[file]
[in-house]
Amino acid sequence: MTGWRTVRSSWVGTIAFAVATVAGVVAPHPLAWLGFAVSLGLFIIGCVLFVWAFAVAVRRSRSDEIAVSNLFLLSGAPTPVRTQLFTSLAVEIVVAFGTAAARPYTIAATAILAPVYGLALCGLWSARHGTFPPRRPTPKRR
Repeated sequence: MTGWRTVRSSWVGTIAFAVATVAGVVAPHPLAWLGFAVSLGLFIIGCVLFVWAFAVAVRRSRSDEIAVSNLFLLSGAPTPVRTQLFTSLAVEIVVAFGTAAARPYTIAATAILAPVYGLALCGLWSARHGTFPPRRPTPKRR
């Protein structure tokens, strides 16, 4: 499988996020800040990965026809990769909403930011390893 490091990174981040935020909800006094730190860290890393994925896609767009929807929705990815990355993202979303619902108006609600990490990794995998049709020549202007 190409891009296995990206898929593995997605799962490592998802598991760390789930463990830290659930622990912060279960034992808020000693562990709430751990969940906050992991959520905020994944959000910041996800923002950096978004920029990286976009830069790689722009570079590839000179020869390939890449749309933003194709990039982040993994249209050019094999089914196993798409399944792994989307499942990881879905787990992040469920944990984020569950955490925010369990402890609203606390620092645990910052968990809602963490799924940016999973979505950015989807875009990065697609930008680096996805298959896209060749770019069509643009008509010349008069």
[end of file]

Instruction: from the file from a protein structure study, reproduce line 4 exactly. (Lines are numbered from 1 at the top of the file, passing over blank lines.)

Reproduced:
């Protein structure tokens, strides 16, 4: 499988996020800040990965026809990769909403930011390893 490091990174981040935020909800006094730190860290890393994925896609767009929807929705990815990355993202979303619902108006609600990490990794995998049709020549202007 190409891009296995990206898929593995997605799962490592998802598991760390789930463990830290659930622990912060279960034992808020000693562990709430751990969940906050992991959520905020994944959000910041996800923002950096978004920029990286976009830069790689722009570079590839000179020869390939890449749309933003194709990039982040993994249209050019094999089914196993798409399944792994989307499942990881879905787990992040469920944990984020569950955490925010369990402890609203606390620092645990910052968990809602963490799924940016999973979505950015989807875009990065697609930008680096996805298959896209060749770019069509643009008509010349008069």